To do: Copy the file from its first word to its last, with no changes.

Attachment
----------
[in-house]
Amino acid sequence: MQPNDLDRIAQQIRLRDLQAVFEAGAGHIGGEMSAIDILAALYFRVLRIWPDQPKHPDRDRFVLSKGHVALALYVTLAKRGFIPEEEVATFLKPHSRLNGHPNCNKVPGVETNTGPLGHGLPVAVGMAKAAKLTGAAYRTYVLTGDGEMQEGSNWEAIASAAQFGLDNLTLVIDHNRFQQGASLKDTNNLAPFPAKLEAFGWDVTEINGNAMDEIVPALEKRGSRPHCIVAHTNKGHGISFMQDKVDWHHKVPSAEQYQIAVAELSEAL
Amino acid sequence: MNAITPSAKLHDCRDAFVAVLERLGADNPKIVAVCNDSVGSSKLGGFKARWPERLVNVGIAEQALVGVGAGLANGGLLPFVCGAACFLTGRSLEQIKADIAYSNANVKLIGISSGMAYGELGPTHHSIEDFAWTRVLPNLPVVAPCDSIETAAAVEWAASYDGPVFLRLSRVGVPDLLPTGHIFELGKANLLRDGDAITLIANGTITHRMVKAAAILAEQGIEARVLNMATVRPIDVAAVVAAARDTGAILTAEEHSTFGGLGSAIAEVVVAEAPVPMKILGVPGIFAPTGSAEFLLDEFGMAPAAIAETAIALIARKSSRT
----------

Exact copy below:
[in-house]
Amino acid sequence: MQPNDLDRIAQQIRLRDLQAVFEAGAGHIGGEMSAIDILAALYFRVLRIWPDQPKHPDRDRFVLSKGHVALALYVTLAKRGFIPEEEVATFLKPHSRLNGHPNCNKVPGVETNTGPLGHGLPVAVGMAKAAKLTGAAYRTYVLTGDGEMQEGSNWEAIASAAQFGLDNLTLVIDHNRFQQGASLKDTNNLAPFPAKLEAFGWDVTEINGNAMDEIVPALEKRGSRPHCIVAHTNKGHGISFMQDKVDWHHKVPSAEQYQIAVAELSEAL
Amino acid sequence: MNAITPSAKLHDCRDAFVAVLERLGADNPKIVAVCNDSVGSSKLGGFKARWPERLVNVGIAEQALVGVGAGLANGGLLPFVCGAACFLTGRSLEQIKADIAYSNANVKLIGISSGMAYGELGPTHHSIEDFAWTRVLPNLPVVAPCDSIETAAAVEWAASYDGPVFLRLSRVGVPDLLPTGHIFELGKANLLRDGDAITLIANGTITHRMVKAAAILAEQGIEARVLNMATVRPIDVAAVVAAARDTGAILTAEEHSTFGGLGSAIAEVVVAEAPVPMKILGVPGIFAPTGSAEFLLDEFGMAPAAIAETAIALIARKSSRT